Big changes are coming to automobile electrical systems within five years, possibly as soon as model year 2003. That’s the message coming out of Detroit, Tokyo and Stuttgart, as work on 42-volt automotive electrical systems moves out of the laboratory and into the production planning phase.

This also means big changes for the RV industry, as OEMs scramble to make their products compatible with tow vehicles equipped with this new high-voltage system.

The push for a higher electrical system voltage is being driven by the ever-increasing amount of electrical equipment installed in cars, trucks and SUVs. Features such as infotainment systems, personal computers, heated seats and windows, HID lighting systems and on-board 120 VAC power outlets will soon result in power demands higher than are practical with current 14-volt electrical systems.

Moving to a higher voltage increases the efficiency of alternators, reduces wiring weight and copper expense, and makes it easier to introduce new technologies, such as motor-driven power steering, integrated starter-alternators, electrically-heated catalytic converters, electric air conditioning compressors, electrically operated engine coolant pumps, drive-by-wire braking systems and electrically actuated cam-less valve trains.

The change to 42 volts is most appropriate for larger vehicles, including some pickups and SUVs that are popular RV tow vehicles.

Since most automakers are squeamish about taking the 42-volt plunge all at once, most early vehicles will probably contain both a 42-volt system and a downsized 14-volt system. The former will handle high-power chores like starting, lighting and climate control, with the latter being retained to power any “legacy” loads. The 14-volt supply would probably come from a step-down DC power converter or small auxiliary battery.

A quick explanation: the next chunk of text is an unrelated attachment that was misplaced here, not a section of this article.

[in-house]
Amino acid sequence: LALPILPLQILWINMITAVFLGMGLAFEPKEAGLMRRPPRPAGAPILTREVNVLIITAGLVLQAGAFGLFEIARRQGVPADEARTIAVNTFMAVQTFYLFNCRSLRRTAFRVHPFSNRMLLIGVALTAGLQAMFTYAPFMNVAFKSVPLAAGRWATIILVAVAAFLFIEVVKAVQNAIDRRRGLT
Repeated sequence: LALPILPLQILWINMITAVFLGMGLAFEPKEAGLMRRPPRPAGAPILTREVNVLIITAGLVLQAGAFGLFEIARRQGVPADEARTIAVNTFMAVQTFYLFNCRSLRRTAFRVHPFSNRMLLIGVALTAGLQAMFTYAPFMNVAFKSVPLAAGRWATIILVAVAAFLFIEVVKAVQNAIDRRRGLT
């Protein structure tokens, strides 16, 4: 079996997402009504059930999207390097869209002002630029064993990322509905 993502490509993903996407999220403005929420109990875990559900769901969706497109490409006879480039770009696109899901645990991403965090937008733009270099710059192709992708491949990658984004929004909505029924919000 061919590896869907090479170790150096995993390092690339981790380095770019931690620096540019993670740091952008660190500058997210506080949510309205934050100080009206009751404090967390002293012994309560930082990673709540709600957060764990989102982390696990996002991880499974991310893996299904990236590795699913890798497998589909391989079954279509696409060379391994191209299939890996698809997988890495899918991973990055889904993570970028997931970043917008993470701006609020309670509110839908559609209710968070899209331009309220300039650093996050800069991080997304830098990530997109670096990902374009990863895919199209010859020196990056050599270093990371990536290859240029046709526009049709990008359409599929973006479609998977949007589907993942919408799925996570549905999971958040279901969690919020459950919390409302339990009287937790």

Of immediate concern to the RV industry is the question of whether a downsized 14-volt system would be capable of handling the extra loads demanded by an attached trailer, which can easily exceed half a kilowatt to operate the absorption refrigerator heating element, recharge a weak set of house batteries and illuminate all exterior lighting. Automakers might balk at building this much reserve capacity into the system, although a higher-capacity version might conceivably be offered on some vehicles as part of an optional “trailering package.”

One solution would have RV manufacturers offer an optional step-down DC converter on any trailer purchased for use with a 42-volt tow vehicle. By tapping directly into the high-power 42-volt source, this strategy would ensure an ample supply of power to the trailer, while simultaneously avoiding any cost increases on RVs that do not require 42-volt capability. It would also eliminate the need for major changes to the RV’s electrical system (provided that the converter also included circuitry for interfacing the RV’s 14-volt exterior lights with the tow vehicle’s 42-volt turn, stop and marker light circuits).

However, the presence of this higher voltage on the trailer hitch connector raises some safety and compatibility issues, probably requiring an entirely new connector design.

Some motorhomes could also become early adopters of high-voltage systems. Diesel engines would be much easier to spin with a 36-volt starter, and the popularity of power accessories on motorhomes makes them logical candidates for the changeover.

Some bus converters are already dealing with dual-voltage systems, since many interstate bus shells are factory-equipped with 28-volt electrical systems. The traditional solution has been to install battery equalizers (made by Vanner, Sure Power and others) to operate any 14-volt appliances and accessories installed by the converter. Presumably, similar 42-volt to 14- volt versions would also become available when higher voltage systems start appearing in the marketplace.

Eventually, as both vehicles and electrical components designed for 14-volt operation become scarce, RV manufacturers and suppliers will probably have to make the jump to 42 volts for virtually all electrical appliances and fixtures. This would involve significant design changes in products including refrigerators, furnaces, DSI water heaters, DC power converters, monitor panels, water pumps, deep-cycle house batteries, AC inverters, and all interior and exterior light fixtures.

Similarly, switches and fuses will have to be rated for safe operation at this higher voltage, and additional precautions might be required to prevent shock hazards.